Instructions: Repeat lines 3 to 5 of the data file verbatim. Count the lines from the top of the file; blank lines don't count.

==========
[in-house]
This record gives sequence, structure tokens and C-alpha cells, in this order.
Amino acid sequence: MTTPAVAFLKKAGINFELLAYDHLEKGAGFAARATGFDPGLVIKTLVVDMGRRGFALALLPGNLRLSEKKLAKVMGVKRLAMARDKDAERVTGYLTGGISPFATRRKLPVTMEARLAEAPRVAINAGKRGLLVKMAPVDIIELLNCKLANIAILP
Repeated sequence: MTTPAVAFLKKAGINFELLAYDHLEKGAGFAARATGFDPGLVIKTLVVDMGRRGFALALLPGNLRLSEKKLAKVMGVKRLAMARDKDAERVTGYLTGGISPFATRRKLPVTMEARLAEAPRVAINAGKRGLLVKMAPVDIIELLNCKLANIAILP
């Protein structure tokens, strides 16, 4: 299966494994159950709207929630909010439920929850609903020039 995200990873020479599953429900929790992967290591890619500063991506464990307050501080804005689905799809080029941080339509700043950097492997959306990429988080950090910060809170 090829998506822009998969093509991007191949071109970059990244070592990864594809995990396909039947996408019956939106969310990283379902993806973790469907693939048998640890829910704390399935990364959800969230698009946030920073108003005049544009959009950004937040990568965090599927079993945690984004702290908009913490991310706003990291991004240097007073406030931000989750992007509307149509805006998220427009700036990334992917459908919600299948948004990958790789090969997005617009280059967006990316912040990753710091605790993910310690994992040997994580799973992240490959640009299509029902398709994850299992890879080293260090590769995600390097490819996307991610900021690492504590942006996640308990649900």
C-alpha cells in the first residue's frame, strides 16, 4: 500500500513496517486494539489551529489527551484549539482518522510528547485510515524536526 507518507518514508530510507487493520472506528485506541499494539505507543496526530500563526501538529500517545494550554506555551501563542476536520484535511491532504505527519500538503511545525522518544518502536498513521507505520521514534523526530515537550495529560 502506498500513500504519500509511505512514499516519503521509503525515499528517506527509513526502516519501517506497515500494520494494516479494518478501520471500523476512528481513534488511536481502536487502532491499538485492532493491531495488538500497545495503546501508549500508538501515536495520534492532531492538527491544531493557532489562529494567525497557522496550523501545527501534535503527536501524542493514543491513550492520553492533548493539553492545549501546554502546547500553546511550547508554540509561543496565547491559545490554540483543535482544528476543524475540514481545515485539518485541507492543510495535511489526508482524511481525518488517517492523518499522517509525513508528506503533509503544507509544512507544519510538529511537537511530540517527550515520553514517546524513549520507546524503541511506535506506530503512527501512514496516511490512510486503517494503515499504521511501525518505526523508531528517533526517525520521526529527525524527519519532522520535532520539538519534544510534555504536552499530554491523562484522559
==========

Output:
Amino acid sequence: MTTPAVAFLKKAGINFELLAYDHLEKGAGFAARATGFDPGLVIKTLVVDMGRRGFALALLPGNLRLSEKKLAKVMGVKRLAMARDKDAERVTGYLTGGISPFATRRKLPVTMEARLAEAPRVAINAGKRGLLVKMAPVDIIELLNCKLANIAILP
Repeated sequence: MTTPAVAFLKKAGINFELLAYDHLEKGAGFAARATGFDPGLVIKTLVVDMGRRGFALALLPGNLRLSEKKLAKVMGVKRLAMARDKDAERVTGYLTGGISPFATRRKLPVTMEARLAEAPRVAINAGKRGLLVKMAPVDIIELLNCKLANIAILP
């Protein structure tokens, strides 16, 4: 299966494994159950709207929630909010439920929850609903020039 995200990873020479599953429900929790992967290591890619500063991506464990307050501080804005689905799809080029941080339509700043950097492997959306990429988080950090910060809170 090829998506822009998969093509991007191949071109970059990244070592990864594809995990396909039947996408019956939106969310990283379902993806973790469907693939048998640890829910704390399935990364959800969230698009946030920073108003005049544009959009950004937040990568965090599927079993945690984004702290908009913490991310706003990291991004240097007073406030931000989750992007509307149509805006998220427009700036990334992917459908919600299948948004990958790789090969997005617009280059967006990316912040990753710091605790993910310690994992040997994580799973992240490959640009299509029902398709994850299992890879080293260090590769995600390097490819996307991610900021690492504590942006996640308990649900």